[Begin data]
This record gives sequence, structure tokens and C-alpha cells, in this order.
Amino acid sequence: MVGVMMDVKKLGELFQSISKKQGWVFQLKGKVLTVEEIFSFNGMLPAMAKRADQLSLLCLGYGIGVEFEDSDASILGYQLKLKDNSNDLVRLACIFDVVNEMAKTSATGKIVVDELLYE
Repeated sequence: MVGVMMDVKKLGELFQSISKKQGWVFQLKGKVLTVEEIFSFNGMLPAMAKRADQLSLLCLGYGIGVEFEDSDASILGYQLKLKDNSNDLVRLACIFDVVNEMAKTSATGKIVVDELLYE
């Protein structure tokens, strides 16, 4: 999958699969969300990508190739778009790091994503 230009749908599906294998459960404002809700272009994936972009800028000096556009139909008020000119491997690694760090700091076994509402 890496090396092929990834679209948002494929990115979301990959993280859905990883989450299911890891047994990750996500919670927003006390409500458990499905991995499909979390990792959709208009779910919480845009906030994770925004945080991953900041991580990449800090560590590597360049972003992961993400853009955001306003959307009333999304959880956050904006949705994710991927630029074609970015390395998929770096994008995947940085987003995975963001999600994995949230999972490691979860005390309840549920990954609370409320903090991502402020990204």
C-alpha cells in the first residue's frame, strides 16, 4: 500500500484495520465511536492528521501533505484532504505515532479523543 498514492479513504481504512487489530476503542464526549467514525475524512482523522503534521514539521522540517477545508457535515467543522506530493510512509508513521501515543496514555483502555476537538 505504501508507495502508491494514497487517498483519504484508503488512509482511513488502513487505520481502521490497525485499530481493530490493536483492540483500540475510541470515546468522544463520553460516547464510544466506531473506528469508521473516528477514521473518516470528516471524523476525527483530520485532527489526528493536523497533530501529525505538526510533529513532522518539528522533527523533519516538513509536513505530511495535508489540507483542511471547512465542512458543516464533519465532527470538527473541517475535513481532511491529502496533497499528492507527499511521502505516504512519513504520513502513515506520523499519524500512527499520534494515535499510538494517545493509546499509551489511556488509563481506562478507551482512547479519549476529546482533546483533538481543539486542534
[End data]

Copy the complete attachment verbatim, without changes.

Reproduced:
This record gives sequence, structure tokens and C-alpha cells, in this order.
Amino acid sequence: MVGVMMDVKKLGELFQSISKKQGWVFQLKGKVLTVEEIFSFNGMLPAMAKRADQLSLLCLGYGIGVEFEDSDASILGYQLKLKDNSNDLVRLACIFDVVNEMAKTSATGKIVVDELLYE
Repeated sequence: MVGVMMDVKKLGELFQSISKKQGWVFQLKGKVLTVEEIFSFNGMLPAMAKRADQLSLLCLGYGIGVEFEDSDASILGYQLKLKDNSNDLVRLACIFDVVNEMAKTSATGKIVVDELLYE
């Protein structure tokens, strides 16, 4: 999958699969969300990508190739778009790091994503 230009749908599906294998459960404002809700272009994936972009800028000096556009139909008020000119491997690694760090700091076994509402 890496090396092929990834679209948002494929990115979301990959993280859905990883989450299911890891047994990750996500919670927003006390409500458990499905991995499909979390990792959709208009779910919480845009906030994770925004945080991953900041991580990449800090560590590597360049972003992961993400853009955001306003959307009333999304959880956050904006949705994710991927630029074609970015390395998929770096994008995947940085987003995975963001999600994995949230999972490691979860005390309840549920990954609370409320903090991502402020990204």
C-alpha cells in the first residue's frame, strides 16, 4: 500500500484495520465511536492528521501533505484532504505515532479523543 498514492479513504481504512487489530476503542464526549467514525475524512482523522503534521514539521522540517477545508457535515467543522506530493510512509508513521501515543496514555483502555476537538 505504501508507495502508491494514497487517498483519504484508503488512509482511513488502513487505520481502521490497525485499530481493530490493536483492540483500540475510541470515546468522544463520553460516547464510544466506531473506528469508521473516528477514521473518516470528516471524523476525527483530520485532527489526528493536523497533530501529525505538526510533529513532522518539528522533527523533519516538513509536513505530511495535508489540507483542511471547512465542512458543516464533519465532527470538527473541517475535513481532511491529502496533497499528492507527499511521502505516504512519513504520513502513515506520523499519524500512527499520534494515535499510538494517545493509546499509551489511556488509563481506562478507551482512547479519549476529546482533546483533538481543539486542534